Landscapes play an important role in many areas of biology, in which biological lives are deeply entangled. Here we discuss a form of landscape in evolutionary biology which takes into account (1) initial growth rates, (2) mutation rates, (3) resource consumption by organisms, and (4) cyclic changes in the resources with time. The long-term equilibrium number of surviving organisms as a function of these four parameters forms what we call a success landscape, a landscape we would claim is qualitatively different from fitness landscapes which commonly do not include mutations or resource consumption/changes in mapping genomes to the final number of survivors. Although our analysis is purely theoretical, we believe the results have possibly strong connections to how we might treat diseases such as cancer in the future with a deeper understanding of the interplay between resource degradation, mutation, and uncontrolled cell growth.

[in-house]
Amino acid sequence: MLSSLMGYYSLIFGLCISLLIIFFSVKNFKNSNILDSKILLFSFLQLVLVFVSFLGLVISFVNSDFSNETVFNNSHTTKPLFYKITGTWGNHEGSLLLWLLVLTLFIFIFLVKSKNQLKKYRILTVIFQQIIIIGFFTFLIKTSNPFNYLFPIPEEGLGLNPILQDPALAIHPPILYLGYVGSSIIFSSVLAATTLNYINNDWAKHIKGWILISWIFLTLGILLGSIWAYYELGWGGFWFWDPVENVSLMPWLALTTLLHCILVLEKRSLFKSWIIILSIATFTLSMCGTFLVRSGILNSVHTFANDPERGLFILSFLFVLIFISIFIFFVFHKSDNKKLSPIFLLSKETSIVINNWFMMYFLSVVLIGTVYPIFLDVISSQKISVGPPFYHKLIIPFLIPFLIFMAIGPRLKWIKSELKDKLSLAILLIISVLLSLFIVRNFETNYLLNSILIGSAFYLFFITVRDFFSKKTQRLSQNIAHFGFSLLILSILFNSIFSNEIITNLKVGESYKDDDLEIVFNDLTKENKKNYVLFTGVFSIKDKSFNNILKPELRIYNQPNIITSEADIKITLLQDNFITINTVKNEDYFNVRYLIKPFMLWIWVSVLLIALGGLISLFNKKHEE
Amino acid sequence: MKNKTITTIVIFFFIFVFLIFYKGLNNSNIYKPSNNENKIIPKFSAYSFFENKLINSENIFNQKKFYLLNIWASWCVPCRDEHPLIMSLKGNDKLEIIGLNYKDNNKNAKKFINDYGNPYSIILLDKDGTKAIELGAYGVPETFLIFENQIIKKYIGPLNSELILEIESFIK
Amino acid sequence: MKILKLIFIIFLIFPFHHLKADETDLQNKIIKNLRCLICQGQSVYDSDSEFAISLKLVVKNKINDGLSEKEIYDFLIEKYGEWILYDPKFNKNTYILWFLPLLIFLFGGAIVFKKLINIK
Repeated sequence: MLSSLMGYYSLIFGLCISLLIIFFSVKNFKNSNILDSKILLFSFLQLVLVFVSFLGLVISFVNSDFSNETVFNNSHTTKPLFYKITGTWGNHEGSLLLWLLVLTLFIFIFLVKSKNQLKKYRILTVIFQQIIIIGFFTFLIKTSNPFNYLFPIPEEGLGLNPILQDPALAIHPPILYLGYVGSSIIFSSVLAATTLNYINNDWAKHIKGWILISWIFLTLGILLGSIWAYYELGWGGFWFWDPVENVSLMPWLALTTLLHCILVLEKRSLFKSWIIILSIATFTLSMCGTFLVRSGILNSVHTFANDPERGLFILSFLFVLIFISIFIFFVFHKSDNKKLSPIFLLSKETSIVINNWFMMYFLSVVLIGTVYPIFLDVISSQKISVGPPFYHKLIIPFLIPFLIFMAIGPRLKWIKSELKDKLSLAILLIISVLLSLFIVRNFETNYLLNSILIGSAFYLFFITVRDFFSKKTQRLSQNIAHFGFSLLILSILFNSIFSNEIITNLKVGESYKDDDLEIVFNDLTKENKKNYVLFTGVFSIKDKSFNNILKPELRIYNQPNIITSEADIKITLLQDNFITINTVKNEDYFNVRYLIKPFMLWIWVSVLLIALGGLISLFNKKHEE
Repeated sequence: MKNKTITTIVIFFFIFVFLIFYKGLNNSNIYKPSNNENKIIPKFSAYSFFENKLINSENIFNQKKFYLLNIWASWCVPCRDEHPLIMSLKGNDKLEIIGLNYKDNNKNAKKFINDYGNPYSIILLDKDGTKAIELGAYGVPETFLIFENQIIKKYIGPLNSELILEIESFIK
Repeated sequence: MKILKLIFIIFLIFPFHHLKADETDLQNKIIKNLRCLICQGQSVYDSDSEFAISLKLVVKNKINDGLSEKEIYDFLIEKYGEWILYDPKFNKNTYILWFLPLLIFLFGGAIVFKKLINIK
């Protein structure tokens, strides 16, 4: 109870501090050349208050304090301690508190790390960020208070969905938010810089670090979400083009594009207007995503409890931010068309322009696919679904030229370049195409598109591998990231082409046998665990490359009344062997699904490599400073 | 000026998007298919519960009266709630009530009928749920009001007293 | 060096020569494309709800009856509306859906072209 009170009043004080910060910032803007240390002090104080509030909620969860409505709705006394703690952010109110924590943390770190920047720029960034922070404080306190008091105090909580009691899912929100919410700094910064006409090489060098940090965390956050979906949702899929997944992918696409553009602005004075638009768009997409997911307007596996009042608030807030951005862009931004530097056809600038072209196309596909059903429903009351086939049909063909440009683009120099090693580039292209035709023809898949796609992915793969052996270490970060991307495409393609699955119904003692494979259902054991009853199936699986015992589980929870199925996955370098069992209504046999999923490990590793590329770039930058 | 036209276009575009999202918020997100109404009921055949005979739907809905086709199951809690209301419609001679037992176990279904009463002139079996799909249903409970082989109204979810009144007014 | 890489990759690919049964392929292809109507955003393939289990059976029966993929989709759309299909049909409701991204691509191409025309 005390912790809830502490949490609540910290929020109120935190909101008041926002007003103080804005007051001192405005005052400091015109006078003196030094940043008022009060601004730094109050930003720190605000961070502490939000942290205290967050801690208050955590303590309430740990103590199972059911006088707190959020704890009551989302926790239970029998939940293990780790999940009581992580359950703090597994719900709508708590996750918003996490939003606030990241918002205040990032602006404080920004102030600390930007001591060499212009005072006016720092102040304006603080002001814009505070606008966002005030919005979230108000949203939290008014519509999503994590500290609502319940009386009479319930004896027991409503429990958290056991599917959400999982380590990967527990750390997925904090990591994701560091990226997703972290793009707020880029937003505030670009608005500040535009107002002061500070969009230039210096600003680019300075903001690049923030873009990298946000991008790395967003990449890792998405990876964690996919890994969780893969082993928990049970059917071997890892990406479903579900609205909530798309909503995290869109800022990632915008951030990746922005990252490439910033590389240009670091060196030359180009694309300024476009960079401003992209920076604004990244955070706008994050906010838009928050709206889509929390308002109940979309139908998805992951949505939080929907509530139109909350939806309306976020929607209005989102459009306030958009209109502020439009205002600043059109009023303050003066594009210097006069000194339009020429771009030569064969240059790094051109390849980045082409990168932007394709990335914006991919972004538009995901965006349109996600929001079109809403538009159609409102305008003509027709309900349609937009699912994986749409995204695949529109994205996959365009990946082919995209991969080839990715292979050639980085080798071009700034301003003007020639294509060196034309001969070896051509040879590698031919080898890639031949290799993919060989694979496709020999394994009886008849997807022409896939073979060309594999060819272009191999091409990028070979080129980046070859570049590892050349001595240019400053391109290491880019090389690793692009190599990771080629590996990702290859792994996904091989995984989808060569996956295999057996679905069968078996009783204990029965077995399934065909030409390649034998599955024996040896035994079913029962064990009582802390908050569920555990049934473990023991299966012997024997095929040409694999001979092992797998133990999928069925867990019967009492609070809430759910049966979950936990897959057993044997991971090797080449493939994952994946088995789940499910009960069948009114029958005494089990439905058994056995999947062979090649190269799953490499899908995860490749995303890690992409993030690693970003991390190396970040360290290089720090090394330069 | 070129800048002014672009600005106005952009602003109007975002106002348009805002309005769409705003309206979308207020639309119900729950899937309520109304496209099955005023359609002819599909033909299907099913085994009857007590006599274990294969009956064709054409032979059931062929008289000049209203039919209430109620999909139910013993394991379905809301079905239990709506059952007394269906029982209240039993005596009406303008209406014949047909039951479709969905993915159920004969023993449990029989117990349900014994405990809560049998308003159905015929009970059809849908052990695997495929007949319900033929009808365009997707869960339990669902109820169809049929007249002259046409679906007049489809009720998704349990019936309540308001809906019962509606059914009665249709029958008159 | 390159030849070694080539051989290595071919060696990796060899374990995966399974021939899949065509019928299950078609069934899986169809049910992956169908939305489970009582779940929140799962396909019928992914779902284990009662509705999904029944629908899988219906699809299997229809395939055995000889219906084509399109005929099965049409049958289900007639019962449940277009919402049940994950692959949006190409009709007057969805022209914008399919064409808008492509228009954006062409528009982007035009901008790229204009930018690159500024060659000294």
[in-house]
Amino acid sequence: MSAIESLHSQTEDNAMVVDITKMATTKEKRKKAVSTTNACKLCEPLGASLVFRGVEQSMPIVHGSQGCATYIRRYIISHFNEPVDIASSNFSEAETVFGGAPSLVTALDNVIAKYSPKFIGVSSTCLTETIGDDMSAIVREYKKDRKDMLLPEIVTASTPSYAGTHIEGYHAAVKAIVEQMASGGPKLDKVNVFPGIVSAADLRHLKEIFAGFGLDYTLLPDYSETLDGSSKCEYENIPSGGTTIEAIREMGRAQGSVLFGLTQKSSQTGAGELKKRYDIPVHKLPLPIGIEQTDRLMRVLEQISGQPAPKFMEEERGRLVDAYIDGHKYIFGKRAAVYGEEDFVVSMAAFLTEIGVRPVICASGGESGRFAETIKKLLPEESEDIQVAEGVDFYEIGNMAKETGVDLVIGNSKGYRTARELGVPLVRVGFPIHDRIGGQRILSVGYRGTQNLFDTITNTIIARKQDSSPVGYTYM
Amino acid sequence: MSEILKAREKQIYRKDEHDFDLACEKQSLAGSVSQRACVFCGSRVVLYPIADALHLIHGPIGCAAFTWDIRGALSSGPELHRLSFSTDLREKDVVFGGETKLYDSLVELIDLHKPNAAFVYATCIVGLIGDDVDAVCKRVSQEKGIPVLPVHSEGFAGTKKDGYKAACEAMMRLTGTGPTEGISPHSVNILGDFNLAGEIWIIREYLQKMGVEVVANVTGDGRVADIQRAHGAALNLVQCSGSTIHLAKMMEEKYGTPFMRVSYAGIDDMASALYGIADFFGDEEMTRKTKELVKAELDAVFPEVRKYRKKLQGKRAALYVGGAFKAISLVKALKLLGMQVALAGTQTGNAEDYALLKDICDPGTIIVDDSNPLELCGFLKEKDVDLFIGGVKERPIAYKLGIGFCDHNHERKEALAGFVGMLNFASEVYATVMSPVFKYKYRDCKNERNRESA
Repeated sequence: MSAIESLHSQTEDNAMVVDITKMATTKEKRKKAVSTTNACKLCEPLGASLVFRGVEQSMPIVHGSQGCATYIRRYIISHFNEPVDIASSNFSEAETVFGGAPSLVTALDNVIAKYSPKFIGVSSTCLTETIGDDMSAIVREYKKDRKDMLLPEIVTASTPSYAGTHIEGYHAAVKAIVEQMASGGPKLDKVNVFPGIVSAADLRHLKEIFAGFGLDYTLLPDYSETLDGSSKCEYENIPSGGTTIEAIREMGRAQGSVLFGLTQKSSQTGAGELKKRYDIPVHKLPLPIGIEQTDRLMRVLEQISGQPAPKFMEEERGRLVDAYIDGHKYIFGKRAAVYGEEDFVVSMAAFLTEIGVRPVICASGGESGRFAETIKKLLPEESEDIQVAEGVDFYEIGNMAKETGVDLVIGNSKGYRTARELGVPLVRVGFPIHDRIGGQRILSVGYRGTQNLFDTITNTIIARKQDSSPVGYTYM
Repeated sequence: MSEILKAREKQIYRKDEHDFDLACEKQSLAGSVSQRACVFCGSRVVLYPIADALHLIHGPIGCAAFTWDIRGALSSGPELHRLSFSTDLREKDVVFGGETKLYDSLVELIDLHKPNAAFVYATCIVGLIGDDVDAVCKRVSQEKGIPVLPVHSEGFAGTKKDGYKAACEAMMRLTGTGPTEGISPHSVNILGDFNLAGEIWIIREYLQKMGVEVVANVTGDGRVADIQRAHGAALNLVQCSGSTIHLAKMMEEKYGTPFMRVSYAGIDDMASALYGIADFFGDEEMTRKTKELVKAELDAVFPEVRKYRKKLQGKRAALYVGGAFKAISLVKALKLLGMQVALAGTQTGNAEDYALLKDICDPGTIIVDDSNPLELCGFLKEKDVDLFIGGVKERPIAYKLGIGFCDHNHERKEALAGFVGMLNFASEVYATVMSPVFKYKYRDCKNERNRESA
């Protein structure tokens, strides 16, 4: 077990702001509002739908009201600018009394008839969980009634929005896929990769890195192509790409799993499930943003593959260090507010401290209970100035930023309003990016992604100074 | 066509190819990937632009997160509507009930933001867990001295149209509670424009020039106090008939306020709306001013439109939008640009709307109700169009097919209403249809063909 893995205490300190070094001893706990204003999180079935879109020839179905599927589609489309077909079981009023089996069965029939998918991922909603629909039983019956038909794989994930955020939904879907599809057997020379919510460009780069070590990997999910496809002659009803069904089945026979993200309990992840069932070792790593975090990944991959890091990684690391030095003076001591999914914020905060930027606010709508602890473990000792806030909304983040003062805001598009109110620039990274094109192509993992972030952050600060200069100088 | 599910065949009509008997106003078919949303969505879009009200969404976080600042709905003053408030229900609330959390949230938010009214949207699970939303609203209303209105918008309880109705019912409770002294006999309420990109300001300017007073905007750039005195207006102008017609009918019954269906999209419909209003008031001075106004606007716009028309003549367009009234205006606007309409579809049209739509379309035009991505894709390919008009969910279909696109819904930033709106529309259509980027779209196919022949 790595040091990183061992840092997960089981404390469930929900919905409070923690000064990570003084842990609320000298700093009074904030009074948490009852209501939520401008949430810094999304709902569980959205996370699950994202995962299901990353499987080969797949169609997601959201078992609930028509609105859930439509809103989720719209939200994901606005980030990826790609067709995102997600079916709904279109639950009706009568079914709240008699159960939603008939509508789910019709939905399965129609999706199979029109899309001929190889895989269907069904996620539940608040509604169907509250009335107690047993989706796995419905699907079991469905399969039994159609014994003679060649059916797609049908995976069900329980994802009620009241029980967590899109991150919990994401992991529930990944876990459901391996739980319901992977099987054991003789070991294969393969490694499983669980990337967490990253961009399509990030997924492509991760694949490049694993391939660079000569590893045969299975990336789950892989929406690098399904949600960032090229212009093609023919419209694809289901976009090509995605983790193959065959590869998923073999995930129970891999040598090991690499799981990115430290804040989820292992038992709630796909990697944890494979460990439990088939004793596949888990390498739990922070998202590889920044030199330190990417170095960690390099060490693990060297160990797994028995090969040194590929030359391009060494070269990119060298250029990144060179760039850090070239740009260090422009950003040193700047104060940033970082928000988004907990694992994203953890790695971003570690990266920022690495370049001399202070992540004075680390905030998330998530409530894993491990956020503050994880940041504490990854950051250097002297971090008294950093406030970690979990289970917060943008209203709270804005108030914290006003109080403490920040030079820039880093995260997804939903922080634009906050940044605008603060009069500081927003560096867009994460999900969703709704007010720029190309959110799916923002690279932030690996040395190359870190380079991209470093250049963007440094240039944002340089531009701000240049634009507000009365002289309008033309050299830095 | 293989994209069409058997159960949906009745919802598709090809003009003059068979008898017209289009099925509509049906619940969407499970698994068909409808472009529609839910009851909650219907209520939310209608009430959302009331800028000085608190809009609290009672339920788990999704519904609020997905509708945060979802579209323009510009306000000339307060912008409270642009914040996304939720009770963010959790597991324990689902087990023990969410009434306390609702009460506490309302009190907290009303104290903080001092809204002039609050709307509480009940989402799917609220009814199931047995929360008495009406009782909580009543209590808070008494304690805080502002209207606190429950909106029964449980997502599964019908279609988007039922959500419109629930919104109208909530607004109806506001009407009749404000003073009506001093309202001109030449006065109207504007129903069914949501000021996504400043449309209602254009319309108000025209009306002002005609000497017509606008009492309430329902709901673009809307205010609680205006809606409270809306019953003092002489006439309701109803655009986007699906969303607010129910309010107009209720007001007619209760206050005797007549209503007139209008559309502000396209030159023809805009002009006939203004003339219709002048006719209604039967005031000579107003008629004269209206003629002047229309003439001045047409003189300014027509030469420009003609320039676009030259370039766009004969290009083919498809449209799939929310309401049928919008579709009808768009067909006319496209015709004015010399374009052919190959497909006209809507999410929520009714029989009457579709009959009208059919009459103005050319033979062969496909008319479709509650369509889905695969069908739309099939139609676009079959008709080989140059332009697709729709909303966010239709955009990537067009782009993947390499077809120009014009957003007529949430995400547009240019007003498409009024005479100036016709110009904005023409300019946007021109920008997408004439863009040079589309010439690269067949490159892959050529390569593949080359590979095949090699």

All Science Journal Classification (ASJC) codes
- Atomic and Molecular Physics, and Optics
- Molecular Biology
- Cell Biology
- Evolution dynamics